There will be no more waxing nostalgic about what we did, when and how great or over-the-top it was. No more, done, finito. I will not stand for it. (I'm sitting now)
This will include;
This will include;
- how hard things were back in-the-day
- how everything is just a remake (and a poor imitation at that) of something from years ago
- how there's just no quality anything anymore
- you couldn't do THAT in my day
Especially repugnant are tales of how hard you partied back then. No good time goes without someone comparing it to how crazy it was that one time. Woooo! Let's just assume that everyone has done some crazy shit, made some unexpected acquaintances, happened upon the epicenter of happening just by chance and ended up someplace weird.
I'm sure modern psychology has a term for it, but I just call it the bad old days. I'm not even debating weather it's factual or not. For me sirens go off, lights start flashing and it's Red Alert: change the subject or head for the door. Here's why I think it's a bad idea.
- If you're going on about the past or imagining how great it'll be when such and such happens in the future, you're not living in the now (see last post). While it's not possible to forget it all and since we do need experience to keep us from touching a hot stove the second time, don't get too extreme. Just stay in the moment and everything past or future will be exactly were it needs to be.
- With so many people battling addictions, compulsions and excessive behavior chatting it up about how no one did more than you once upon a time could be a trigger for the speaker or audience. Keep that stuff private or professional please.
- Reliving or reviving the past is all about you. Let someone else drive for a while.
The FBI outdoing themselves, again
Here's a story that skims the surface of what the already jaded know and the all-too-trusting American public is slow to grasp.
All this 'surveillance' of the public is already out of control.
The propensity for error, nefarious uses and the legal and moral objections to being spied upon have been in discussion and print for a long while. From the apologist; you need not worry if you have nothing to hide, to the cowed conformist; tough security for tough times means a little less liberty: deal with it!
I am reminded of a rogue free thinker that warned those willing to trade liberty for security deserve neither.
Oh My, what should we do?
In the mean time, here's the article.
Uruguay takes the vanguard on common sense toward smoke what-you-want thereby capturing the world's attention and gaining the moral if not bureaucratic high ground.
This had led magazines, newsers and artists to weigh in en masse. Sometimes they even come here.
Emil Kusturica was here recently shooting for a feature film that features non other than our President Jose Mujica. Kusturica has won awards for his direction and is a full blown activist, actor and musician as well. He calls Mujica a hero. We agree.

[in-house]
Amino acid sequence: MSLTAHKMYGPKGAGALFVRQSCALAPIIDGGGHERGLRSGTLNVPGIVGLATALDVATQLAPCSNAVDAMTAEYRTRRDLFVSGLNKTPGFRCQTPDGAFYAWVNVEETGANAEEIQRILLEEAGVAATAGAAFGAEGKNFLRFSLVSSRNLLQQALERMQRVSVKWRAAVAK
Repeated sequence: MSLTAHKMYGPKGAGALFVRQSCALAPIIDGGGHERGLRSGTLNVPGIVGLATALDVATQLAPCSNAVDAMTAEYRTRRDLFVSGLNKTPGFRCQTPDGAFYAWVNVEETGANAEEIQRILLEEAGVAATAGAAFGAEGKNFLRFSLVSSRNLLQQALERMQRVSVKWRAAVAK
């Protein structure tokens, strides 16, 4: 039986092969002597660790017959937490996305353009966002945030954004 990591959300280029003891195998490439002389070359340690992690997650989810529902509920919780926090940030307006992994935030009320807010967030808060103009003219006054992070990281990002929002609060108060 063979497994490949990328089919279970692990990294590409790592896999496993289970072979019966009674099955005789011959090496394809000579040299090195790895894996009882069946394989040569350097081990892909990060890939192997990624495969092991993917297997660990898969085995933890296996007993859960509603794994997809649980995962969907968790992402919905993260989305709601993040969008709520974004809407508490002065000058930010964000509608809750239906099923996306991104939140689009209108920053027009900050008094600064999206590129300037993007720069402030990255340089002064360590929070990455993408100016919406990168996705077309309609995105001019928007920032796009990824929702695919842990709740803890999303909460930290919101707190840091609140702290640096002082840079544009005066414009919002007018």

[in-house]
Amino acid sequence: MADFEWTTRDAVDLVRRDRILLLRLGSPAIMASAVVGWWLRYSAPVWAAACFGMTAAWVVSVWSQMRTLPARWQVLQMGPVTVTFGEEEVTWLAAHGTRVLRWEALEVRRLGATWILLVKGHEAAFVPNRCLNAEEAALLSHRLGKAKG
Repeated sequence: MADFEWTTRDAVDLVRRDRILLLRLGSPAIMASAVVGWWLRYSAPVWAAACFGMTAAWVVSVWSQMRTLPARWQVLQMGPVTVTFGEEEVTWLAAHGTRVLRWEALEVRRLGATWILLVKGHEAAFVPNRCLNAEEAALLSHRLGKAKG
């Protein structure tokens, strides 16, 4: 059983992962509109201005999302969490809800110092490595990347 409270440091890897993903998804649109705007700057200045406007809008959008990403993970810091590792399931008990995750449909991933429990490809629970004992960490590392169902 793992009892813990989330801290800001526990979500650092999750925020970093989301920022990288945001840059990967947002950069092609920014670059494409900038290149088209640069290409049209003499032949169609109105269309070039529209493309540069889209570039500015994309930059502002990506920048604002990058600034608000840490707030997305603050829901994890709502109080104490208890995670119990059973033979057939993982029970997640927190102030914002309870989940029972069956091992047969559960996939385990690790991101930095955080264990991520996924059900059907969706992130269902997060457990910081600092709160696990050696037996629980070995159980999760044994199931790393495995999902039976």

This month film maker Frances Causey puts her focus on Uruguay's style of democracy.She's making a documentary about the mind poison that is the American way complete with it's forced exportation of free-dumb. Go Team America!
A prior film of hers 'Heist - Who Stole the American Dream ?' was a heaping dose of reality about the corporate masters who arrange the entire social spectrum to maximize their profits. A perverse adversarial relationship that actually pits citizens against each other through control of the media and things like patriotic propaganda and religion. Control of government to wage war? There are absolutely no limits and the rate that this occurs is on the increase, resulting in record wealth transfers (you can guess which way the money is going) every year. It's a lot to digest, but there's value in another attempt to bang this through.
If you haven't already been sent the video of the dude who smokes a joint with the President of Uruguay, Another good one from Vice. I too was turned off at this attention grabbing 'stunt' and fully expected a fluff piece culminating with some stoner-journalisto hamming it up with an embarrassed Head of State.
I liked Krishna Andavolu's boiled down synopsis of the situation so far as well as his choices for interviews. It's just a summary, if you need more detail than that it's available. He got a few things wrong, but did better than I expected.
This clip is also a chance to hear some views from Pepe. I don't know how he comes across, but he's highly regarded in this country as well as these pages. It's hard to root for any politician these days. For me this guy has common sense, moral character and is wise and humble. Yes, sure there may be better, younger candidates who can do even more. Step up fellas, it's time to get to work.
Daily's Movie Picks
Action- Miller's Crossing Since that sweaty young Paul Newman is a treat for the ladies, I'm throwing in a guy flick. It's not the race cars and explosions type guy film, but well, you'll see what I mean. A bunch of tough guys take what they want; crooks vs. crooks vs. cops with a tricky plot. Gabriel Byrne, Albert Finney are outstanding. A gut wrenchingly pathetic John Turturro will worm his way into your consciousness.
FEELINGS- Dallas Buyers Club. What happens when a homophobic redneck gets AIDS? It seems like this devastating epidemic has been pushed off the cultural radar after it's unchecked growth was brought somewhat under control for people who can pay for care. This film is trashy flashback to the days of too much is not enough that's quite sobering. Matthew McConaughey takes a seat with the heavy weights on this one. Check it.